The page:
Sunday, December 05, 2004

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What I bought and what I thought, week of December 1!

Yeah, I know. It's a bunch of people running around in spandex and pleather, and it's a particularly snide example of what is allegedly ruining the industry right now. Yeah, I know- Mark Millar never had a single original idea that Warren Ellis of Brian Bendis didn't think of first. Yeah, I know- the paces Mr. Millar is putting these hoary old corporate properties through are somehow "grim", "cynical" and depressing. Don't care. I like the adult tone, ceased to care about the "purity" or "truth" of these characters about the same time I was old enough to drink legally (even though the JMS Spidey/Gwen/Goblin thing is just wrong), and continue to be amused, engaged and entertained by these TV-MA versions of a concept which ceased to be fresh sometime during the second Nixon administration. The beautifully detailed and dynamic art by Bryan Hitch doesn't hurt, either. A

The Ginsburg-poetry-slam interludes that annoyed me so much in #1 have been reined in a bit and actually serve a purpose this time- to goose the action along, provide a counterpoint to the Rand-ish speechifying, and even provide insistent momentum to the dual events. If the rank-and-file Superman titles were as interesting as what we get here, I might consider picking a few of them up. Of course, none of this would be half as appealing without the outstanding Caniff-on-steroids art of Tommy Lee Edwards. A

More of the usual- quirky but interesting Gilbert on "Julio's Day" and more with lithping Fritz, this time involving a self-centered and annoyingly dense pediatrician, a "Sea Hog" which seems to curse those who see it, and Jaime's tales of the Hoppers crowd all growed up. Also as usual, I like Jaime's contributions more because I just plain old like his art style better, and there's a puzzling/annoying vagueness to everything the Bros. have written so far...but it's all still high-quality work from two of the most gifted creators of the last 20-plus years. A-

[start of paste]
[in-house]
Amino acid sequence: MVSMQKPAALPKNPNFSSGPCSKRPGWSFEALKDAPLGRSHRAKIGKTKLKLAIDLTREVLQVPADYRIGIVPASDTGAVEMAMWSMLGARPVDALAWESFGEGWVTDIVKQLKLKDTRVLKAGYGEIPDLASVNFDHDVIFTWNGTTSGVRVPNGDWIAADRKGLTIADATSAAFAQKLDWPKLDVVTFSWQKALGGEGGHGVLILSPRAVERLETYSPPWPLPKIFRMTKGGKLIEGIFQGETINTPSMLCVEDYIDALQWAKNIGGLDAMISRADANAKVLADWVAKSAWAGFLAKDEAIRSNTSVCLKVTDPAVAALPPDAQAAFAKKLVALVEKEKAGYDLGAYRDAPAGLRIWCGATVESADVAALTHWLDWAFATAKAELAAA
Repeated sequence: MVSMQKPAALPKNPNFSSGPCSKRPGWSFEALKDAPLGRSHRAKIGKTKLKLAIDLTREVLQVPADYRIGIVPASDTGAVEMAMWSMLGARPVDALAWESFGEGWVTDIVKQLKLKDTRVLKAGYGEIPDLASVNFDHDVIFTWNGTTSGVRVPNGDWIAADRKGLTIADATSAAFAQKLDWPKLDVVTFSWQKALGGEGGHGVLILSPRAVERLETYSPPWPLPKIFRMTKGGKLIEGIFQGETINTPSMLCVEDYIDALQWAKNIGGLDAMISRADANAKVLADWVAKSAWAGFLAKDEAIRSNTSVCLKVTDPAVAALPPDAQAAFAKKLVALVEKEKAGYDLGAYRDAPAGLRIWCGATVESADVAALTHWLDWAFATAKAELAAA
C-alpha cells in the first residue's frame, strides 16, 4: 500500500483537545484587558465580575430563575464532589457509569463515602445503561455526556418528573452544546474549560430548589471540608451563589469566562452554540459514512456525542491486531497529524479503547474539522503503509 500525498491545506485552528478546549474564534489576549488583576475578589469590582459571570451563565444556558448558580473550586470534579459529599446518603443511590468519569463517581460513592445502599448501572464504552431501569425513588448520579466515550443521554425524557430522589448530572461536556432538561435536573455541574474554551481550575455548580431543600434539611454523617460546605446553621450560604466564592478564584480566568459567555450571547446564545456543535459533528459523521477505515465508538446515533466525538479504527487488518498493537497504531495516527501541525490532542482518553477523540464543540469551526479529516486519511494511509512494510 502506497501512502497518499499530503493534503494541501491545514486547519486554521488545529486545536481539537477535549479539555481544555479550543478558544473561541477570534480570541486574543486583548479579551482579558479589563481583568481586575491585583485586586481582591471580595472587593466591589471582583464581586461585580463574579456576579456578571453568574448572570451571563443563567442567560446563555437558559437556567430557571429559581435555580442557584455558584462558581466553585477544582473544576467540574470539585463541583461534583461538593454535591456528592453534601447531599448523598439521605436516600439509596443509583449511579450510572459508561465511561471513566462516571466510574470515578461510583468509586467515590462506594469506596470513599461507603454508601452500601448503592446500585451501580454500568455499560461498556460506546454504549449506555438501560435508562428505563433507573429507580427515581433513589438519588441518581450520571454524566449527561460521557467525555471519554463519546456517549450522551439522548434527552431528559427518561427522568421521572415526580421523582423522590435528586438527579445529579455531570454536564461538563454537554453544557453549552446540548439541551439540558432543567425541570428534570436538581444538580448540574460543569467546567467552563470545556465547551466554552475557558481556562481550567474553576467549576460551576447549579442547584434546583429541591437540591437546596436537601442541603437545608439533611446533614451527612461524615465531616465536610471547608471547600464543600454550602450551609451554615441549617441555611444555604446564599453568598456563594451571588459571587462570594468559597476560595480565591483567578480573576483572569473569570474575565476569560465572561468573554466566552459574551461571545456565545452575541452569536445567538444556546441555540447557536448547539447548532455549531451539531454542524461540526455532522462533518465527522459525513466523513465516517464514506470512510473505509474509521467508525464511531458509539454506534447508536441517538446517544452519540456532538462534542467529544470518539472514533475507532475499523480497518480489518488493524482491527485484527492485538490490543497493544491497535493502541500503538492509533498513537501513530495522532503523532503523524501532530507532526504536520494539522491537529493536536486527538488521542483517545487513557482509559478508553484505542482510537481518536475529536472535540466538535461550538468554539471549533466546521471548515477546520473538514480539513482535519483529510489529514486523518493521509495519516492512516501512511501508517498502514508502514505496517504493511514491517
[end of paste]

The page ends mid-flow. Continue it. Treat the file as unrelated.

Well, if you're going to set out to confound your audience's expectations, for God's sake don't be half-assed about it, and Jim Rugg certainly has got his metaphorical balls against the ghetto alley wall in this issue. The humor is subtle when it's there at all, and the Marrucca art is as solid in its BurnsBurdenisms as ever, but I'm not so sure this is the way to go with this particular concept. I have a hard time buying how and why a young lady as resourceful and smart (not to mention connected- everybody seems to know her and her reputation) as our Angel seems to be is finding herself in this position in the first place, and if Rugg's trying to get us to empathize with the homeless and their plight, well, fine and good- but for chrissakes don't take an entire issue to do what can be done in four or five pages. Here's hoping he gets back to the surreal fun next time and has gotten the Sociology lessons out of his system. B

After reading and enjoying the first nine issues in one sitting, I was really looking forward to the first new-to-me issue of this title...but alas, I was rewarded for my anticipation by this poorly dialogued cover-to-cover fight scene, very well drawn (of course) by Phil Winslade but also very disappointing overall. It would have been interesting if the Monolith had been restored by the HIV-infected blood of Alice Cohen's friend Tilt, but with only 2 issues to go I suppose we can't be bringing up any new plotlines, can we? C+

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